In the end, would living with other people (who I'm not best friends with) make more of a difference to my social life or is that a matter of picking up my phone myself and making a few calls? Is it more beneficial to be super social when coming right out of college or super focused on my venture?
     
  15. Kubla Kahn

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    In my situation my friends graduated a year or two before me and in my last year of school I lived alone in a place within walking distance to class. They all moved to the yuppier hipper spots in town. While one or two of my friends still enjoyed the college bar atmosphere is was basically up to me to do the leg work of going to their part of town for the night/weekend more times than not. I wasn't a hermit but it did curb my spending quite a bit.

    As for your situation are you getting a job in the real world or making a go at your gun smithing byness (said in old timey accent)? Obviously it is all up to what your life goals are right now. I can tell you as most of my friends graduated and started working, not only does the social drinking drop off a fair bit, but a lot of them became more concerned with achieving bigger goals than getting hammered day in and day out. Im just saying don't be surprised if some of them start putting their goals before hanging out with you.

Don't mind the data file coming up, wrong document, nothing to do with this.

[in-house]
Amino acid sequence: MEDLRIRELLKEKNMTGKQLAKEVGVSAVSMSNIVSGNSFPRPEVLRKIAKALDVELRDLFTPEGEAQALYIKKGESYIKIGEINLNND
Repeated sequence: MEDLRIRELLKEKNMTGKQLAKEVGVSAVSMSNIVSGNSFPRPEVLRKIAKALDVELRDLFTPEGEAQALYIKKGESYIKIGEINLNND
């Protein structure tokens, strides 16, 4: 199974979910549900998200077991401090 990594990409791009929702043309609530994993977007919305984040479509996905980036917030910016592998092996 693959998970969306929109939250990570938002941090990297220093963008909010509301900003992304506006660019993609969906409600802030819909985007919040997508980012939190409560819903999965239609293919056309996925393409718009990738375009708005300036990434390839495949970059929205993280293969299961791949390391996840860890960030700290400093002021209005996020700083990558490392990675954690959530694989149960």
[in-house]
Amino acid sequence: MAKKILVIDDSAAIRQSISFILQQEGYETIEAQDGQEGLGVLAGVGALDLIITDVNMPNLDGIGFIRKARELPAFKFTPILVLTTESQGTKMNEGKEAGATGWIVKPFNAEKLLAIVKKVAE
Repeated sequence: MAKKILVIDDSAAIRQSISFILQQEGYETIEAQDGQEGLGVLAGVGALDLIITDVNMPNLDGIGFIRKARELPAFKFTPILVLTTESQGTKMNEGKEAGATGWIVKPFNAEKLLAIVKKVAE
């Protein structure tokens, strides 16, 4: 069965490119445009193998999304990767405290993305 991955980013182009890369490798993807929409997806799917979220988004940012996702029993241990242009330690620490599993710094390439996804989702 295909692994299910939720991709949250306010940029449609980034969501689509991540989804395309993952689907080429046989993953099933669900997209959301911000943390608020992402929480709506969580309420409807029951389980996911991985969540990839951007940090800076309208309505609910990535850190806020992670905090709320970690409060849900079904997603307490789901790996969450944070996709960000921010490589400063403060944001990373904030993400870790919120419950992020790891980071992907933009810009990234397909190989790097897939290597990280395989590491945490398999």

16. Frank

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    Additionally, on top of roommate vs. living alone, there's the matter of location. If you have the choice of living with a bunch of guys that do Halo LAN parties all weekend in the boonies, you could probably get a much better social experience living in a one bedroom in a downtown area in walking distance to a popular bar or something.

    Also, knowing your roommates is key, if you live in a huge house with a bunch of partiers you can expect to have people coming over all the time. If they're dorks you will probably have to go out of your way just as much as if you lived alone.

    Ultimately, like Kubla said, it will have to come down to your goals and your discipline, if you are about to make a breakthrough in your work, will you be able to ignore the keg party at your place?